People say that

unspun wool

contains the power

of the cosmos

because it’s not yet—

it’s nothing you see

it has not been spun

it’s no thing

it’s pure potential (153-4)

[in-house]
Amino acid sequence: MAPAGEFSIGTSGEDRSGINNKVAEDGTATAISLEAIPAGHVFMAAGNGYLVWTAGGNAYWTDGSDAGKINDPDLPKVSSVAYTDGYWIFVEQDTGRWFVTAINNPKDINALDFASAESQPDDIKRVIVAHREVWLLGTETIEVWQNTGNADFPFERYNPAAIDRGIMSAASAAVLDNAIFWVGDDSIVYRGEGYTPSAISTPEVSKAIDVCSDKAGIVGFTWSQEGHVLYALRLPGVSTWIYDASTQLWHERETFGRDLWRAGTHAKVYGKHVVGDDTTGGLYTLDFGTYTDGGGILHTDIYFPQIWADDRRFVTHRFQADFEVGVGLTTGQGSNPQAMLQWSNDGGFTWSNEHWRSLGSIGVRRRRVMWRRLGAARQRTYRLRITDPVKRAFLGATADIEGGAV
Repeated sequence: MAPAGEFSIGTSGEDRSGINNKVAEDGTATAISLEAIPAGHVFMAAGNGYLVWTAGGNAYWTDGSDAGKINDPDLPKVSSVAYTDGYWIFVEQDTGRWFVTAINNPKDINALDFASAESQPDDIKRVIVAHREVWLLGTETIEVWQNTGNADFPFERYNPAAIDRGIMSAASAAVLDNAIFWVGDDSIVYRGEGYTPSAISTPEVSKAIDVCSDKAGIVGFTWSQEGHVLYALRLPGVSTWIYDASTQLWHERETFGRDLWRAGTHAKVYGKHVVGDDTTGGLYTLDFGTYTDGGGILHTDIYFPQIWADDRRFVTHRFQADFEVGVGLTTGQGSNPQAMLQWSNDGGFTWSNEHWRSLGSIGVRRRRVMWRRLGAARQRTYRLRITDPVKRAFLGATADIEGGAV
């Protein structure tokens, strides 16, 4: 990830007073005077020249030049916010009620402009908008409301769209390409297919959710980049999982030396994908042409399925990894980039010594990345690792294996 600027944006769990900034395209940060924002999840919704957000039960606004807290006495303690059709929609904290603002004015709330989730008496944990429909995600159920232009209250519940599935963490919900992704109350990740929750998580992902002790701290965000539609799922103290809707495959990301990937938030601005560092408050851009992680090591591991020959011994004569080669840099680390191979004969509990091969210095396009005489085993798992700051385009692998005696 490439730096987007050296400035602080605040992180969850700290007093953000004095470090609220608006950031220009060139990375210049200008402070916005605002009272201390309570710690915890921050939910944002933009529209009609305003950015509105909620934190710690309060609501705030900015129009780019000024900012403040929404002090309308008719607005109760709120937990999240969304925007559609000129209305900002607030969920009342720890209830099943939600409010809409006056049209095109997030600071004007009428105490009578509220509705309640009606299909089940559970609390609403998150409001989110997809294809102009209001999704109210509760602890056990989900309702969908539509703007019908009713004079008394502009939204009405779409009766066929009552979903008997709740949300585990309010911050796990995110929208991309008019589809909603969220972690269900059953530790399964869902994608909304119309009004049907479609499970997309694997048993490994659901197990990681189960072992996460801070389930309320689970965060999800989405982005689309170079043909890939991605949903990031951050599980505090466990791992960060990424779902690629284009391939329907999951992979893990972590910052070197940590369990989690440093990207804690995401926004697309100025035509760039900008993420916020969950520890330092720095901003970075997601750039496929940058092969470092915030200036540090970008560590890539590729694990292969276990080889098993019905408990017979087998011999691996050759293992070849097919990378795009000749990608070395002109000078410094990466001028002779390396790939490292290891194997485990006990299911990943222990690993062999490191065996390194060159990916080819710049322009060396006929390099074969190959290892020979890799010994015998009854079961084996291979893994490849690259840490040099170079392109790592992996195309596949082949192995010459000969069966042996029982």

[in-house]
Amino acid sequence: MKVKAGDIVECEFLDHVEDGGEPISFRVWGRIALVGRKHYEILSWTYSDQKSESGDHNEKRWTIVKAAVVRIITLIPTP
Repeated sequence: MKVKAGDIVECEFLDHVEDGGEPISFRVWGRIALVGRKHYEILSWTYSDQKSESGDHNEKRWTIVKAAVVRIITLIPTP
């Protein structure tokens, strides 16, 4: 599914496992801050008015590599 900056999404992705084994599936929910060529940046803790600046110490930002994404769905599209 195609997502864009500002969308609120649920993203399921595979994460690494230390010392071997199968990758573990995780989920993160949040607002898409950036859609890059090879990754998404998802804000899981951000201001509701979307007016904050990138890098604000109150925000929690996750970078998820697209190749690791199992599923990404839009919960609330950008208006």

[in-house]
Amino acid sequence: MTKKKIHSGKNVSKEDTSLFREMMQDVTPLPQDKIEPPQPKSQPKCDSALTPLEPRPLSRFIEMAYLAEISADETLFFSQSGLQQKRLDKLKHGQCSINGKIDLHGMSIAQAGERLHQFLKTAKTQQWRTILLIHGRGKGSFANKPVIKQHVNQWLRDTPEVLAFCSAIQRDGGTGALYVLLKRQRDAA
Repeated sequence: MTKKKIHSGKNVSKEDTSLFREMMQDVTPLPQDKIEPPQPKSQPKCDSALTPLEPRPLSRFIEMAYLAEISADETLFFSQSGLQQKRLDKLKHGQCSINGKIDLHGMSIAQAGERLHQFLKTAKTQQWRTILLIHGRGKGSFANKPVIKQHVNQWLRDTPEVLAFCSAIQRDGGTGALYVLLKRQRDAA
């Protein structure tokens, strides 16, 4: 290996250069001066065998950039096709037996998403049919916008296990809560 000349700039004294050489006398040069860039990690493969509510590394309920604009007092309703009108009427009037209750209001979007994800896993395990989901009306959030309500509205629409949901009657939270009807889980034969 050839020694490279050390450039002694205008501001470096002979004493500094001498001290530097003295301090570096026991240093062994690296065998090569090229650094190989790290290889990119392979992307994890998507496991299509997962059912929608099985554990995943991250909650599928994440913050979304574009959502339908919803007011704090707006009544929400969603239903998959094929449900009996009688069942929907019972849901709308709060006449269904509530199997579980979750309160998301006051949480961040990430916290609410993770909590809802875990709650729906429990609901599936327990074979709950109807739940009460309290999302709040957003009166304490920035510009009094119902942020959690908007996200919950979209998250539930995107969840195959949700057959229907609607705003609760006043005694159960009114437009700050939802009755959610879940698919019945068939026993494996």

Perhaps there is no lucid transition from discussing Vicuña’s work to bissett’s, other than to reemphasize my earlier position that both texts avow the potential for poetry to create, improvise even, new poetic happenings towards more sustainable ways of being. In bissett’s hungree throat that sustainability is practiced through “meditaysyuns” on the various overlapping “hungers” we share: surviving trauma, being and loving in the world, as well as an environmental consciousness accented in the salmon poems. hungree throat is “melodee n atonal n dissonans” (9) as we move through “fragments mooving thru th / fragments” (14), “fragments / mooving thru ragments f rags ment ent nt” (56), uncovering a narrative centered on a relationship spanning ten years between Howard (who manages an organic grocery store) and Brian (who works at an art gallery). The novel-poem presents their various encounters, histories, domesticities, and inner monologues, incorporating both the mundane and mystical, often with a sense of humour, as bissett’s distinctive orthography and visual illuminations propel us through the narrative. Like Vicuña’s text, bissett weaves seemingly disparate elements together to create a sonic-text that emphasizes the malleability of self-identity and tradition, enacting polyphonic dialogue, such as between classical and jazz traditions in an early poem: “n th piano / making th melodees seem beethoven bach gershwin / arlen weill elington strayhorn tatum […] making th melodeez seem inevitabul / roach holiday peterson bartok” (25). Such unconventional poetic orthography is why bissett, known for his “concrete sound” poetry (which in readings include chanting, sound effects, barefoot dancing, and instrument playing), is considered a poetic shaman—active for fifty years on the Canadian scene. Accolades aside, at times I wish I had a recording of hungree throat (hopefully one is in the works) because it was easy to get lost in the inaudibility of the page at times.